The money the Americans paid me was a pittance by their standards but it was generous by ours, and I was grateful for it. I didn’t hate them because they were “rich”; I was happy for them. They were lucky to be born in a free country that followed a normal path of development fit for human beings. It wasn’t their fault that I was born in a country that mutilated itself with inhuman social and economic experiments that made us so poor. America didn’t degrade us; our own government did, by throwing our potential into the bottomless pit of an irrational utopia.
The only way to close the gap, I thought, was to abandon the unworkable Soviet system and adopt the American model. It would be a long project but well worth the effort. Certain others believed that the gap should be closed by cutting America down to size. I knew such people; their attitude was a mix of hurt self-esteem, jealousy, and irrational collectivist selfishness, which had been cultivated for generations by the official propaganda. That was to be expected. What I didn’t expect was to find a similar attitude inside the United States.
I had previously believed, in my parochial Soviet ignorance, that the spectacular failure of forced equality in my country would serve as a repellent for the rest of the world, making sure that people would stop solving problems by bringing everyone down to the lowest common denominator. Little did I know.
The self-righteous campaigners for “fairness” use a clever trick to advance their ideas. They shock fellow Americans with statistics of how outrageously low wages in the third world are, without adding that prices on the local markets are low in the same proportion and that people might be able to get by on a dollar a day. That’s what my own family’s budget was at one time — and we weren’t dressed in rags and we didn’t starve. Living was cheap as long as one wasn’t considering imported goods or foreign travel. Of course, a pair of black market Levis equaled a month’s wages.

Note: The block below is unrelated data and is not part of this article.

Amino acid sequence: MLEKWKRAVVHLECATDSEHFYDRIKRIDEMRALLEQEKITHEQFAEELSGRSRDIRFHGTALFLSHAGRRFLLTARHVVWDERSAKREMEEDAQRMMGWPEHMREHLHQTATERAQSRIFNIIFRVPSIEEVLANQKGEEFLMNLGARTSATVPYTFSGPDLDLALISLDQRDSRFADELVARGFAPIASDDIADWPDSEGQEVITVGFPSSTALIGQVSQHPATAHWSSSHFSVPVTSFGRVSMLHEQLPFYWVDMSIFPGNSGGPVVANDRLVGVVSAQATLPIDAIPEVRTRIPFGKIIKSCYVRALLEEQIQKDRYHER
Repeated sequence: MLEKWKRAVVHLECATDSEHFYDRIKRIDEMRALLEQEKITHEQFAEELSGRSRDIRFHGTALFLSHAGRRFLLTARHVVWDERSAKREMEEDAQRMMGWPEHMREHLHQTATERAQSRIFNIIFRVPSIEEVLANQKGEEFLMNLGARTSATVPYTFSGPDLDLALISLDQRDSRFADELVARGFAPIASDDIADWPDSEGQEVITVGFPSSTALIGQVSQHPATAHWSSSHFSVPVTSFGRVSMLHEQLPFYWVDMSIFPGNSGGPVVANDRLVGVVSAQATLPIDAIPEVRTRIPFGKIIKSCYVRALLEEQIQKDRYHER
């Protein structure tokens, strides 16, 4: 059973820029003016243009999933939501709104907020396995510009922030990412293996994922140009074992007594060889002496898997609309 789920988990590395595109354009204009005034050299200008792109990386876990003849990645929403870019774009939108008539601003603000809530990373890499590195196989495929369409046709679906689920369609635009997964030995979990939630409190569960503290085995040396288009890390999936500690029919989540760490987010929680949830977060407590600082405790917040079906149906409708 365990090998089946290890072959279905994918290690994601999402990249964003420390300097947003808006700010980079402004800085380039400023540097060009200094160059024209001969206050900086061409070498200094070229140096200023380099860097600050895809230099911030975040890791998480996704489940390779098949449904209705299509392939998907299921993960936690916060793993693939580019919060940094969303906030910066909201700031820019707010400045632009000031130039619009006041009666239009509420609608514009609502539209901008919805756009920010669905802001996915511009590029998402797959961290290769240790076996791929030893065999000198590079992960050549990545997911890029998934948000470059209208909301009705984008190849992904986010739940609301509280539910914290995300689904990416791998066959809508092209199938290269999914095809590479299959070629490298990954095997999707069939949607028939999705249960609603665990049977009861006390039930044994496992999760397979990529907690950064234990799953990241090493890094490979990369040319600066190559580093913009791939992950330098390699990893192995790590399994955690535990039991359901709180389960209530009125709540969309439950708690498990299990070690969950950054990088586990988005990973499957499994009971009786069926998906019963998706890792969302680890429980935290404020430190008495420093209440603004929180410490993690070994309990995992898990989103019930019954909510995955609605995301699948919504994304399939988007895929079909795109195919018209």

In the absence of the free market — the only reliable instrument of price creation — prices and wages were determined by the government. Everything was state-subsidized, which may sound like a great idea to all those who don’t realize that state subsidies come from their taxes.
The Soviet tax system was a mystery wrapped in an enigma. Under Stalin, taxes were integrated into the state-run economy by default and the workers didn’t actually “pay” them. The government simply kept everything according to its needs and gave the workers the rest — just enough to eat and buy simple clothes. On top of that, in the 1960s, Khrushchev introduced a flat income tax of about 10 percent, which was deducted automatically, without any need to file tax returns. The exact combined income tax was unknown due to a complete lack of transparency, but according to some estimates, it was as high as 95 percent. Such camouflaged taxation allowed the official propaganda to describe taxpayer-subsidized services — health care, education, and housing — as “free gifts” from the benevolent party and the government, for which the people had to be eternally grateful. I remember that formulation, taught to me in the state-run school named after V.I. Lenin.